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“If there is a word that perfectly sums up this book, it has to be ‘adorable.’ Bett and Avery are NOT friends, but when they discover their dads are dating and sending them to summer camp together, they conspire via e-mails and letters to split the dads up and get out of going to camp together. What ends up happening is much more than anyone could have imagined. This book is everything you want in a middle-grade novel: sweet, humorous, adventurous, and packed with wonderful characters. It is also just a beautiful story about families and relationships. Cuddle up with this one!”
— Nichole Cousins, White Birch Books, North Conway, NH
From two extraordinary authors comes a moving, exuberant, laugh-out-loud novel about friendship and family, told entirely in emails and letters.
Avery Bloom, who's bookish, intense, and afraid of many things, particularly deep water, lives in New York City. Bett Devlin, who's fearless, outgoing, and loves all animals as well as the ocean, lives in California. What they have in common is that they are both twelve years old, and are both being raised by single, gay dads.
When their dads fall in love, Bett and Avery are sent, against their will, to the same sleepaway camp. Their dads hope that they will find common ground and become friends--and possibly, one day, even sisters.
But things soon go off the rails for the girls (and for their dads too), and they find themselves on a summer adventure that neither of them could have predicted. Now that they can't imagine life without each other, will Bett and Avery (who sometimes call themselves Night Owl and Dogfish) figure out a way to be a family?
About the Author
Holly Goldberg Sloan was born in Ann Arbor, Michigan and spent her childhood living in Holland; Istanbul, Turkey; Washington, DC; Berkeley, California; and Eugene, Oregon. After graduating from Wellesley College and spending some time as an advertising copywriter, she began writing family feature films, including Angels in the Outfield and Made in America. She is the author of the New York Times bestsellers Counting by 7s and Short, among other novels. Meg Wolitzer was born in Brooklyn, New York, grew up in the town of Syosset, on Long Island, and sold her first novel, Sleepwalking, while a senior in college. She is the New York Times bestselling author of numerous novels for adults, including The Interestings, The Ten-Year Nap, The Wife, and The Female Persuasion; the young adult novel Belzhar; and the middle-grade novel The Fingertips of Duncan Dorfman.
Acclaim for To Night Owl from Dogfish
A New York Time Editor's Choice A Junior Library Guild 2019 Selection An Amazon best book of the month for February 2019 #3 on the Indie Next list for spring 2019 for Independent Booksellers A Publishers Weekly Most Anticipated Children's Book of 2019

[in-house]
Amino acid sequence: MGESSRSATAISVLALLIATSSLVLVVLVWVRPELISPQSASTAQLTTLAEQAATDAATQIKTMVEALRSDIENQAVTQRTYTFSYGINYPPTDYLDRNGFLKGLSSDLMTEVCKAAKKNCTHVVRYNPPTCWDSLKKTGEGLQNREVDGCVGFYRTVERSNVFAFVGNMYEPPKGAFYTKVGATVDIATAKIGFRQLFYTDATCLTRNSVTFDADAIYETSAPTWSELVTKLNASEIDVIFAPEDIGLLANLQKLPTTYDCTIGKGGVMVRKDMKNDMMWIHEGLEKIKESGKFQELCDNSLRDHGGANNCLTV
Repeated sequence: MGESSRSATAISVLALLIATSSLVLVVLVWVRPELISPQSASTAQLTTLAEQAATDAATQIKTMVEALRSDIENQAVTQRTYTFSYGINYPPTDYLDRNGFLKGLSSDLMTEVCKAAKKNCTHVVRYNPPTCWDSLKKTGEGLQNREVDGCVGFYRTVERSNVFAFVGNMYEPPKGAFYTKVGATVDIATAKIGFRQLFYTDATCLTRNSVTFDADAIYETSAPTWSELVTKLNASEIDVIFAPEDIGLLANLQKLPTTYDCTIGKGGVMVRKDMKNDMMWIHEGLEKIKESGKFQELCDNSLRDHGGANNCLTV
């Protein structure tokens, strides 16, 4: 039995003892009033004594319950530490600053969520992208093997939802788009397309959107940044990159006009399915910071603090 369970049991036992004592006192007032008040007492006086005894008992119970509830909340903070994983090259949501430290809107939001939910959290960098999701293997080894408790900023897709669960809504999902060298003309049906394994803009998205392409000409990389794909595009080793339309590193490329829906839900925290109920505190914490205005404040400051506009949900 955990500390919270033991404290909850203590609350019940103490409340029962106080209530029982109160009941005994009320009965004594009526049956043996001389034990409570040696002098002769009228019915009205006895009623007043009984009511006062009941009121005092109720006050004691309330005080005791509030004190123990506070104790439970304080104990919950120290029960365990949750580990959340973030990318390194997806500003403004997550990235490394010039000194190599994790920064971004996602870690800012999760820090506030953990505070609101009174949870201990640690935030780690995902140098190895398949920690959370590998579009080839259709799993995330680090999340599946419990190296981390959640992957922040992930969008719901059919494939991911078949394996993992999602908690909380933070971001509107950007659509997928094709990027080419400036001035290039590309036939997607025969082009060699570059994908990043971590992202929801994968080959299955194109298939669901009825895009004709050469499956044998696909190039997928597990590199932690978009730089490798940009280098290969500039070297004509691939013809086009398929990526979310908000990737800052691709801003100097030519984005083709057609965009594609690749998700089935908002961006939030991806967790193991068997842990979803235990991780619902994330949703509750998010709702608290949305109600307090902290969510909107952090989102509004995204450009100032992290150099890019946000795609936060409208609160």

"Built on a foundation of absurdity, coincidence and the occasional rather good one-liner, the novel manages the difficult balancing act of using increasingly ridiculous, and often funny, situations to drill home the idea that every close relationship takes hard work, particularly when things start going south." —New York Times
* "This is a convincing and heartwarming look into the experiences of female friendship . . . An imaginative and compelling middle-grade novel depicting modern friendships and modern families." —School Library Journal, starred review
“A sweet and amusing tale that celebrates diversity while reinforcing the power of love and the importance of family.” —Kirkus
“Written entirely in emails and letters, this laugh-out-loud novel showcases the collaborative skills of bestselling authors Sloan (Short) and Wolitzer (Bellzhar) . . . Featuring a dramatic climax and a host of surprising twists, the novel affirms that families conventional and unconventional are families just the same.” —Publishers Weekly
“Even if the target readership eschews email these days, they’ll be hard-pressed not to be laughing out loud at the witty, clever email and letter repartee among the girls, their dads, and the rest of the supporting cast . . . Alternately heartwarming and hilarious.” —Booklist
“The book’s affectionately satirical take on our twelve-year-old heroines and their approaches to life is funny, and the epistolary format is an engaging way into the girls’ personalities and defenses.” —BCCB
“While Bett and Avery’s non-stop comical high jinks prove entertaining, the girls symbolize a broader definition of family and experience real struggles . . . Educators and librarians seeking an interesting novel that promotes diversity and might appeal to reluctant readers will want to add this book to their shelves.” —VOYA